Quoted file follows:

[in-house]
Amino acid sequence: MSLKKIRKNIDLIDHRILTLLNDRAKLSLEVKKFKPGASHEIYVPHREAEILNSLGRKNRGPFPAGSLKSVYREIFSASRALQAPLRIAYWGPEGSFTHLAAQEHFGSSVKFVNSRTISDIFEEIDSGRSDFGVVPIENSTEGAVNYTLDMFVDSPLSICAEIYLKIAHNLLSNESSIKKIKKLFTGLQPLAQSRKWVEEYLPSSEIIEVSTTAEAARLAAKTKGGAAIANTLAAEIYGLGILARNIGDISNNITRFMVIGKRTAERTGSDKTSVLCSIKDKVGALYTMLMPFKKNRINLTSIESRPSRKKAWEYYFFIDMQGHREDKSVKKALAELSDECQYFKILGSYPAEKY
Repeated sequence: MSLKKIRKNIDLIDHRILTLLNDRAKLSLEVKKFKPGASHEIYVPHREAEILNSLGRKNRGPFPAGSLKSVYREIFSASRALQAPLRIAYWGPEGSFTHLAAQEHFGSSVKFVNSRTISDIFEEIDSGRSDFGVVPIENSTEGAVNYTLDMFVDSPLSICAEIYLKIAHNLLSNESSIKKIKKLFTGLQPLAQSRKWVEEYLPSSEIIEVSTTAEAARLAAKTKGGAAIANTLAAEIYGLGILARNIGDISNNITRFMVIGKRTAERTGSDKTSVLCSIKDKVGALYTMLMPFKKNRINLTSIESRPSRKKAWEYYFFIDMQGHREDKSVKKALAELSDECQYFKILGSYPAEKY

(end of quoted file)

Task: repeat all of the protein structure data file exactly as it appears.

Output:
[in-house]
Amino acid sequence: MSLKKIRKNIDLIDHRILTLLNDRAKLSLEVKKFKPGASHEIYVPHREAEILNSLGRKNRGPFPAGSLKSVYREIFSASRALQAPLRIAYWGPEGSFTHLAAQEHFGSSVKFVNSRTISDIFEEIDSGRSDFGVVPIENSTEGAVNYTLDMFVDSPLSICAEIYLKIAHNLLSNESSIKKIKKLFTGLQPLAQSRKWVEEYLPSSEIIEVSTTAEAARLAAKTKGGAAIANTLAAEIYGLGILARNIGDISNNITRFMVIGKRTAERTGSDKTSVLCSIKDKVGALYTMLMPFKKNRINLTSIESRPSRKKAWEYYFFIDMQGHREDKSVKKALAELSDECQYFKILGSYPAEKY
Repeated sequence: MSLKKIRKNIDLIDHRILTLLNDRAKLSLEVKKFKPGASHEIYVPHREAEILNSLGRKNRGPFPAGSLKSVYREIFSASRALQAPLRIAYWGPEGSFTHLAAQEHFGSSVKFVNSRTISDIFEEIDSGRSDFGVVPIENSTEGAVNYTLDMFVDSPLSICAEIYLKIAHNLLSNESSIKKIKKLFTGLQPLAQSRKWVEEYLPSSEIIEVSTTAEAARLAAKTKGGAAIANTLAAEIYGLGILARNIGDISNNITRFMVIGKRTAERTGSDKTSVLCSIKDKVGALYTMLMPFKKNRINLTSIESRPSRKKAWEYYFFIDMQGHREDKSVKKALAELSDECQYFKILGSYPAEKY